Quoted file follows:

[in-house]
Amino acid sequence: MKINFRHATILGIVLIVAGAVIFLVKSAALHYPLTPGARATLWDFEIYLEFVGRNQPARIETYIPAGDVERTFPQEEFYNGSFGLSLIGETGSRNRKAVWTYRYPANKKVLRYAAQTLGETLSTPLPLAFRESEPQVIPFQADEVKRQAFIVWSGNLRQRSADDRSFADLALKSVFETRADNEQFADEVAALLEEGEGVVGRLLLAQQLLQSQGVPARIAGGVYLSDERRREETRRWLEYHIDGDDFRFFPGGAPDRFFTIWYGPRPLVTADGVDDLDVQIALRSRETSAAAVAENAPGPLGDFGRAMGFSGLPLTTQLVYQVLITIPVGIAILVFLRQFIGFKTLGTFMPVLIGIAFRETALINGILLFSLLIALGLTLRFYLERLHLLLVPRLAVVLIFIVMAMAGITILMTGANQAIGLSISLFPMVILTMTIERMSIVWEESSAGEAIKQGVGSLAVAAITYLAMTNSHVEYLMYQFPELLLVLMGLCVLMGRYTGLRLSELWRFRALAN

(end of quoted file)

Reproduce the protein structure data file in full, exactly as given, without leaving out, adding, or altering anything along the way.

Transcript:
[in-house]
Amino acid sequence: MKINFRHATILGIVLIVAGAVIFLVKSAALHYPLTPGARATLWDFEIYLEFVGRNQPARIETYIPAGDVERTFPQEEFYNGSFGLSLIGETGSRNRKAVWTYRYPANKKVLRYAAQTLGETLSTPLPLAFRESEPQVIPFQADEVKRQAFIVWSGNLRQRSADDRSFADLALKSVFETRADNEQFADEVAALLEEGEGVVGRLLLAQQLLQSQGVPARIAGGVYLSDERRREETRRWLEYHIDGDDFRFFPGGAPDRFFTIWYGPRPLVTADGVDDLDVQIALRSRETSAAAVAENAPGPLGDFGRAMGFSGLPLTTQLVYQVLITIPVGIAILVFLRQFIGFKTLGTFMPVLIGIAFRETALINGILLFSLLIALGLTLRFYLERLHLLLVPRLAVVLIFIVMAMAGITILMTGANQAIGLSISLFPMVILTMTIERMSIVWEESSAGEAIKQGVGSLAVAAITYLAMTNSHVEYLMYQFPELLLVLMGLCVLMGRYTGLRLSELWRFRALAN